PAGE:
The Curious Nature of a Double Earthquake

In a pair of recent studies in Nature magazine, geophysicists/seismologists have uncovered a staggering quip of breakthrough research: on September 29, 2009, a tsunami struck the shores of Samoa, American Samoa, and Tonga, the aftermath of the disaster leaving in its wake a death count of 200 civilians and obvious, devastating damage. However, while tsunamis may be considered common in places located in the southern Pacific, they normally tend to form in response to an earthquake. But in this case, the source of the tsunami isn’t what scientists would ever expect: the massive wave was actually created as a result of TWO separate yet linked earthquakes. The initial earthquake, registering at a whopping 8.1 magnitude, occurred along one of the oceanic faults cast out in the Pacific. However, while this quake was still being registered and felt, a hidden thrust-fault quake occurred only 70 km north from its predecessor. The east-moving Tonga block of the Australian plate collided with the west-moving Pacific plate, spurring a pair of subevents both registering at a 7.8 magnitude to ultimately combine and produce a shock of an 8.0 earthquake. The recent findings show the strangeness of this occurrence, and have not been uncovered sooner due to the duration of the initial quake drowning out the presence of the equally-drastic thrust-fault quake, an event that geophysicists/seismologists have never witnessed before. The effects of the earthquake were massive enough to shift the northern Tongan island of Niuatoputatu a staggering 40 cm from its previous position. While the island had been undergoing minute shifts in location for the past centuries, a relocation of this high degree blew the researchers minds. From everything that occurred and was observed, geophysicists/seismologists believe that there is much research still to be done regarding subduction zones and their behavior. In addition to being a natural disaster, the tsunami resulting from the mulitple quakes less than a year ago shows us that disasters, like humans, animals, and plants, also have the uncanny ability to adapt and increase their influence on the surrounding environment as determining factors change and landscapes are altered.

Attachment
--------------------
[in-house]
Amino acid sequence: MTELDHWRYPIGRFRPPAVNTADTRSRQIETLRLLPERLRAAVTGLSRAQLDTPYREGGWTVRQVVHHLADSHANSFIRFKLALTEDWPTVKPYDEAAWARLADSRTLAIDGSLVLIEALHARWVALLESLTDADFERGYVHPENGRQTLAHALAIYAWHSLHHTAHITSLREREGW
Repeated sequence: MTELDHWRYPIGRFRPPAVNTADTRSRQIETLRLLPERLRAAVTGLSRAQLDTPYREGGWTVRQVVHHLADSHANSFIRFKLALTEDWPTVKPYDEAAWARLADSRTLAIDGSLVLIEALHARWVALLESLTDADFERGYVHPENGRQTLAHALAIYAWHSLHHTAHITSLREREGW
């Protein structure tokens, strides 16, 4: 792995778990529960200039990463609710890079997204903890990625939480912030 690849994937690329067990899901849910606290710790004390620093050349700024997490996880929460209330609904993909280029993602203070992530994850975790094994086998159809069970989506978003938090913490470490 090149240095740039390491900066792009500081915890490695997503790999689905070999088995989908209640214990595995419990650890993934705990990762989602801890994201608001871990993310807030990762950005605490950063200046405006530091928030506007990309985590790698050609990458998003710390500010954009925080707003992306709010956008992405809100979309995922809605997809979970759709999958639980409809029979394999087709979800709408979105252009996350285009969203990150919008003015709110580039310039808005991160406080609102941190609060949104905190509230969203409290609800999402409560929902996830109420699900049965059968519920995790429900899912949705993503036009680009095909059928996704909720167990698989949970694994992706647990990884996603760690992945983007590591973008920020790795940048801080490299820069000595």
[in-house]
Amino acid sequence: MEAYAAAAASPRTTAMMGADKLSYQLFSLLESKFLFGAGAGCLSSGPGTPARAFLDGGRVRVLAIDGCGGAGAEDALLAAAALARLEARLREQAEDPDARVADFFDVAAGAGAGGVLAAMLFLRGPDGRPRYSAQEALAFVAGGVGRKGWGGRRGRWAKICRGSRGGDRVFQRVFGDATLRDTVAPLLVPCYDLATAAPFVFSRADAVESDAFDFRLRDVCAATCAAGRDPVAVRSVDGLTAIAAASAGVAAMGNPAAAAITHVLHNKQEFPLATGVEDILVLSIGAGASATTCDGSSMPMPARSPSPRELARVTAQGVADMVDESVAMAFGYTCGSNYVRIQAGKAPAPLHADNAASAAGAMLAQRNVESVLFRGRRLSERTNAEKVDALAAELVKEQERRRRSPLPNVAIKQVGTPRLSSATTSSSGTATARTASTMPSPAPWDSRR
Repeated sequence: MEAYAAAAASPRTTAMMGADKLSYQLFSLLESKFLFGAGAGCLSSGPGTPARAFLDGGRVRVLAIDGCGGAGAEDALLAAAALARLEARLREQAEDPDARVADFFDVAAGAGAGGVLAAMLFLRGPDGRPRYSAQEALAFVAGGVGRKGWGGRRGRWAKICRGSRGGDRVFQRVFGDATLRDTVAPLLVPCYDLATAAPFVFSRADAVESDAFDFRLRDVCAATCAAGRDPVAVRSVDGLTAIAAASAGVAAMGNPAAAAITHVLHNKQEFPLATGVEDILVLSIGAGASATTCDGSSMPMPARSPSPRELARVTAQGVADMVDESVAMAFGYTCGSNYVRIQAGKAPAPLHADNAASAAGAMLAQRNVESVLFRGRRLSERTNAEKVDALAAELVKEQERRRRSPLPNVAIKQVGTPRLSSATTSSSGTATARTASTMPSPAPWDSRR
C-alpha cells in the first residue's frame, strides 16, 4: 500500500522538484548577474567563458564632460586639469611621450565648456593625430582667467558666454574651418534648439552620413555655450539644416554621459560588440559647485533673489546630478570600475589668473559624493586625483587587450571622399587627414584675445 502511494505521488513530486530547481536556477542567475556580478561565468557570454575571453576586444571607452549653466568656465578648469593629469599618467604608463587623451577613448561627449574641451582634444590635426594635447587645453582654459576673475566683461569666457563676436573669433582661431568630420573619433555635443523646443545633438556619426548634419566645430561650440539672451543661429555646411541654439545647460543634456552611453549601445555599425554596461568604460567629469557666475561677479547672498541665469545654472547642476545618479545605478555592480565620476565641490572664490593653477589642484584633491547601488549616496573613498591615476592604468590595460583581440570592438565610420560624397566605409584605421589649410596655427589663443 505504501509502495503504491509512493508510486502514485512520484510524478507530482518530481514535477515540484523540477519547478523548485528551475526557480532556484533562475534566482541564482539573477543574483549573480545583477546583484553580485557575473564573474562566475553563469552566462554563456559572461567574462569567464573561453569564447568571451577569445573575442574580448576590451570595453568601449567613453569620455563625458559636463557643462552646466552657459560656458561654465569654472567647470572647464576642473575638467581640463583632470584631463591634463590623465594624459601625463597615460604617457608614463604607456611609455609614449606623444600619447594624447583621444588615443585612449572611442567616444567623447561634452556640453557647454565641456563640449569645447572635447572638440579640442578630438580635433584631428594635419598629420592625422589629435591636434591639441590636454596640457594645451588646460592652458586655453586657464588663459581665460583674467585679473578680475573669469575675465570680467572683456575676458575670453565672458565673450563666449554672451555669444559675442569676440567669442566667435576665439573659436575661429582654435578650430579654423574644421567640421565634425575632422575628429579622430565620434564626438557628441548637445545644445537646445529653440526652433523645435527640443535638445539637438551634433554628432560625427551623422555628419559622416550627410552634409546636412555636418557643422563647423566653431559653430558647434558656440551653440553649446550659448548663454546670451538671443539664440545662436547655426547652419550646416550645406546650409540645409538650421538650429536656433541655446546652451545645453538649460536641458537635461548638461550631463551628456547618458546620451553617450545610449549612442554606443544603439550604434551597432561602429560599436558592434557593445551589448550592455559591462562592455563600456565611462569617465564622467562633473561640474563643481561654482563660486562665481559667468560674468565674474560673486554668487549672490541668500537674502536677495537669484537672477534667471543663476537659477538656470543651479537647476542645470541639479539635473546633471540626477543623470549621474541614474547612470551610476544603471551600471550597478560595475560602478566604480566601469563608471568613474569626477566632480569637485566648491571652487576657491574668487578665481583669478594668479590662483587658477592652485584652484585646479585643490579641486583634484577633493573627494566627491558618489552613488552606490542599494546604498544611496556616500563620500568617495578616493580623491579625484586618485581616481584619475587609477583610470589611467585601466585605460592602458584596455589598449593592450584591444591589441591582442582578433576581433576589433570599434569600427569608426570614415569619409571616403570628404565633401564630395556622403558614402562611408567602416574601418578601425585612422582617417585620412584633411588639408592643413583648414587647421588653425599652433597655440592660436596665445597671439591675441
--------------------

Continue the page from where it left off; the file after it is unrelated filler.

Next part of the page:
About willdogg10

I am a renegade in this world, challenging both myself and others to become more and more inspired by our faith and the God for whom we live every single day. May we take heart in the possibilities that LOVE and SELFLESSNESS have to offer us, and may we come to realize that the greatest luxuries in life are those we participate in that belong to Someone greater.
This entry was posted in Uncategorized. Bookmark the permalink.

2 Responses to The Curious Nature of a Double Earthquake

  1. nrcook14 says:

    I thought this was quite an interesting blog. It blows my mind to even imagine an earthquake tsunami of that magnitude. Just thinking about a force strong enough to move an ENTIRE island 40 centimeters, it’s hard to believe. I think seismologists should continue and increase their research efforts to look more into when these things occur. And also see if it is capable to know how exactly two earthquakes seemed to happen simultaneously. If research could be done to find out more on earthquakes of such great magnitude, pre-cautions could be taken for the best. But this was a great article that I think showed geology’s surprises at it’s best.

  2. Wendy Foster says:

    This was a very interesting blog. I had never heard of a double earthquake before, so I took a few minutes to research to see if there were ever any other double earthquakes reported. It appears that a combination of numerous small earthquakes may have taken place simutaneously in Hawaii back in 1973; however, we lack in information, so who knows. I find it amazing that the island moved 40cm. I agree with you that humans and animals are resilient but I wonder what is next. Is this a new trend in earthquakes activity that will appear more often and devastate life in the future or is it going to remain a rare phenomenan?

Leave a Reply

Fill in your details below or click an icon to log in: Logo

You are commenting using your account. Log Out /  Change )

Google+ photo

You are commenting using your Google+ account. Log Out /  Change )

Twitter picture

You are commenting using your Twitter account. Log Out /  Change )

Facebook photo

You are commenting using your Facebook account. Log Out /  Change )


Connecting to %s